ANN ARBOR, Mich. — Half of parents are blind to how much screen time can damages their children’s vision, according to a new poll. Researchers from the University of Michigan say parents overlook simple steps to protect their child’s eyesight, such as wearing blue-light blocking glasses and making their children play outdoors more.
Studies show spending more hours on smartphones, tablets, and other digital devices, and less time outdoors, is harmful.
“Many parents may not be aware of both the short and long-term health issues linked to excessive screen time, including its effect on children’s eyes,” says the director of the poll Sarah Clark in a university release.
“Our findings suggest that some parents may have inaccurate perceptions of activities that affect their child’s eye health and vision and how to minimize risks.”
The findings come from on a nationally-representative survey of 2,002 parents of children between three to 18 across the U.S. One in seven say their child has not had a vision test in two years.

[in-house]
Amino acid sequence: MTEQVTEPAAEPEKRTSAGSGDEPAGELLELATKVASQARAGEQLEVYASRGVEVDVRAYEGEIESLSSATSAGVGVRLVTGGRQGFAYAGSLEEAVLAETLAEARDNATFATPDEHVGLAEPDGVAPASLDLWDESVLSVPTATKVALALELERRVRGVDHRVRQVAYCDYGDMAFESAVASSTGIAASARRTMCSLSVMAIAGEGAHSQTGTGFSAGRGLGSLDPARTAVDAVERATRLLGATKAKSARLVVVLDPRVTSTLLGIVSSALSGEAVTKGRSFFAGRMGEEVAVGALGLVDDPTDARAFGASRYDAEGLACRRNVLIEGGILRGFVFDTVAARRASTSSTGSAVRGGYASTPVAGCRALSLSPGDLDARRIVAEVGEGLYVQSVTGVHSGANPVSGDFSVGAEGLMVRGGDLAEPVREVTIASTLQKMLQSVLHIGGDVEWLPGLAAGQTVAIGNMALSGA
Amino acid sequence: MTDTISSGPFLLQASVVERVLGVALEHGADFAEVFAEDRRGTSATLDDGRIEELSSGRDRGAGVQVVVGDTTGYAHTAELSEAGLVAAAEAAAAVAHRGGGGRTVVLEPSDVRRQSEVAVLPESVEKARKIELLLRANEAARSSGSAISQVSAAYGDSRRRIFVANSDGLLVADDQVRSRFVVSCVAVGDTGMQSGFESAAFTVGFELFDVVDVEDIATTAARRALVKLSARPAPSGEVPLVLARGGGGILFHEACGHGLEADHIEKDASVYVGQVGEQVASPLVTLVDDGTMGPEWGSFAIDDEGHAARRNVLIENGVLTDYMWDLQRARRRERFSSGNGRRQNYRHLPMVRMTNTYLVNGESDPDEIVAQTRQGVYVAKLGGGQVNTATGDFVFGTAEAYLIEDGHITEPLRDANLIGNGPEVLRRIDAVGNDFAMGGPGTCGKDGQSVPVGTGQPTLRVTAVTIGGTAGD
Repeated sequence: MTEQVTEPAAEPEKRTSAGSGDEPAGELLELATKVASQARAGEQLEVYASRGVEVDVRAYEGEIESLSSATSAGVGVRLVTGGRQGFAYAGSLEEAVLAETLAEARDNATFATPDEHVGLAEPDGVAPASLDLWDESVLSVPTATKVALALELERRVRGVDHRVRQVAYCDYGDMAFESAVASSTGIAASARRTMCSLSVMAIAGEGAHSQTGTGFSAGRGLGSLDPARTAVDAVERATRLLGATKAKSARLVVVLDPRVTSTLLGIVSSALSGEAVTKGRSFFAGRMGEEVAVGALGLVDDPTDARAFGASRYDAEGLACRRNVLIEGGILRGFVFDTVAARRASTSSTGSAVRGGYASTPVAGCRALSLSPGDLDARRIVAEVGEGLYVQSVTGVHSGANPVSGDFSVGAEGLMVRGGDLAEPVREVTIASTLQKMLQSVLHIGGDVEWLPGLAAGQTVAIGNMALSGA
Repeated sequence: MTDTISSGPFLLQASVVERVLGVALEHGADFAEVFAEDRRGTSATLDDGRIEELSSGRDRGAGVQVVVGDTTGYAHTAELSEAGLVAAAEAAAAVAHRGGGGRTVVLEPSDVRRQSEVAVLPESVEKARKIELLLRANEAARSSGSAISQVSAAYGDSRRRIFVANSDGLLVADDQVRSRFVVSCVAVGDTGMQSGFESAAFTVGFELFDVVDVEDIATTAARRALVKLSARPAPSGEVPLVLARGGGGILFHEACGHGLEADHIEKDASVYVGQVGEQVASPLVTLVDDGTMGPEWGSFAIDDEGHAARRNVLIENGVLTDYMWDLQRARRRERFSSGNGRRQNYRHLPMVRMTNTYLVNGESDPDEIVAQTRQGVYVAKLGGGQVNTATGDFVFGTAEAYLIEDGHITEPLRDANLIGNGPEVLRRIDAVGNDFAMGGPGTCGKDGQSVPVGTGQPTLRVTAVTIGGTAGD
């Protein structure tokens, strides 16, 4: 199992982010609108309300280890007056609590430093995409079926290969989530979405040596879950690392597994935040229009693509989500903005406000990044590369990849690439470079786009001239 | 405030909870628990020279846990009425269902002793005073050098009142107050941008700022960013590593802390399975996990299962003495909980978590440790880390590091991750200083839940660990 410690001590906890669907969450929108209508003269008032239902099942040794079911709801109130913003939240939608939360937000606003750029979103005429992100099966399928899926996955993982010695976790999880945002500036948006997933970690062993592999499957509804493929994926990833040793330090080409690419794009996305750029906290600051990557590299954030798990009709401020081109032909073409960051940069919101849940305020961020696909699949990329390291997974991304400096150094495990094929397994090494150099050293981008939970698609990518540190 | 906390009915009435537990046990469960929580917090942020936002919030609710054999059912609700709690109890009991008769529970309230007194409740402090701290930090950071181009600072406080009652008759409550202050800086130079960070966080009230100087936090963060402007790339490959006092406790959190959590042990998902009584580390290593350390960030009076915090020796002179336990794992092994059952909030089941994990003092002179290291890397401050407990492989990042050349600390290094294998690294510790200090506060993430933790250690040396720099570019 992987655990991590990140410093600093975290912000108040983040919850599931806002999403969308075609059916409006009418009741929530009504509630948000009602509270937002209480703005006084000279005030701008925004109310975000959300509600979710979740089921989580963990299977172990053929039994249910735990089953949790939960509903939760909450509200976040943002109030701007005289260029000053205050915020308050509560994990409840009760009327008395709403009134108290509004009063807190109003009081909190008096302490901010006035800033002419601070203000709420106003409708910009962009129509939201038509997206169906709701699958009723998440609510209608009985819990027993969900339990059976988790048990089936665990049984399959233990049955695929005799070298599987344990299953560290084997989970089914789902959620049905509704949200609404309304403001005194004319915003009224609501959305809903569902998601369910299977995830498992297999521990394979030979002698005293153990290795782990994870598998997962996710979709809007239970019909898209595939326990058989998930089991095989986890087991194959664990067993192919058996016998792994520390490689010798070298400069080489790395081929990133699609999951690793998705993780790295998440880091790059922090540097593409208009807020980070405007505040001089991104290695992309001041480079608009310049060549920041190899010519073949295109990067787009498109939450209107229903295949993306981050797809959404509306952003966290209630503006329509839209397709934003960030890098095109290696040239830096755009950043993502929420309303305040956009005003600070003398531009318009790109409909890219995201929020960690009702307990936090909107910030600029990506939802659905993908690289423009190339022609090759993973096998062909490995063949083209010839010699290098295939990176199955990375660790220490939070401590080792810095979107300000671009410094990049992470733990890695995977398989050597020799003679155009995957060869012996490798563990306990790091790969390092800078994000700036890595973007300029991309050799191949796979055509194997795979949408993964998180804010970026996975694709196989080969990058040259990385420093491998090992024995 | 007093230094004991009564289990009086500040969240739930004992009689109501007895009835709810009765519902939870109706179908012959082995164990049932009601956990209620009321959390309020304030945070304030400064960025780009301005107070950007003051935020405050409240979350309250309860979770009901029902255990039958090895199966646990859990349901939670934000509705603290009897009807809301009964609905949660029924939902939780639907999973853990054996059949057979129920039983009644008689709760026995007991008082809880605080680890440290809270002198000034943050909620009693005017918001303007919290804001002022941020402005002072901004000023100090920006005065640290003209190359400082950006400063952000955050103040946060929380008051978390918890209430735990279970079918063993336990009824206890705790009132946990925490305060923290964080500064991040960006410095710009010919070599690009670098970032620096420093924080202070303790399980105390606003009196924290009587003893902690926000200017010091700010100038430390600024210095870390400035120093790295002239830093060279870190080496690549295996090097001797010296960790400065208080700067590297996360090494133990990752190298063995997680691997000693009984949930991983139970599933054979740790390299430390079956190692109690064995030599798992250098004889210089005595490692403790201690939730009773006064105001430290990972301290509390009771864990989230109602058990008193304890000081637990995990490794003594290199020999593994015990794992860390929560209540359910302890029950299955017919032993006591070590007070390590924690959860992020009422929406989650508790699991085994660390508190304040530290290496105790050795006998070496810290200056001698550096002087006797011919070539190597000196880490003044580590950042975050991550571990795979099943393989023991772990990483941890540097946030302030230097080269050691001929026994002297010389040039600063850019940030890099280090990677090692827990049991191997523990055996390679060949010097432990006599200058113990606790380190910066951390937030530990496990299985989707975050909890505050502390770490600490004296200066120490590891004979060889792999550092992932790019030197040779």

The pandemic has been the worst thing for eyesight
During the pandemic, studies show that screen time among young students soared among all age groups. The phenomenon also appears to be causing a rise in worsening eyesight. Millions of pupils were forced to switch to remote learning, while social media use skyrocketed as well.
Ophthalmologists have warned of an epidemic of nearsightedness, or myopia, across the world. It can lead to more serious eye problems later in life. The condition in children has increased dramatically over the past 30 years. Studies suggest spending more time outdoor protects against weakening eyesight.
“Parents should encourage at least one to two hours of outdoor time per day because exposure to natural light benefits eye development,” Clark says. “Parents should enforce family rules to ensure children have a sustained period of non-screen time during the day. This is especially important during summer months when they’re off from school and may have less structured downtime.”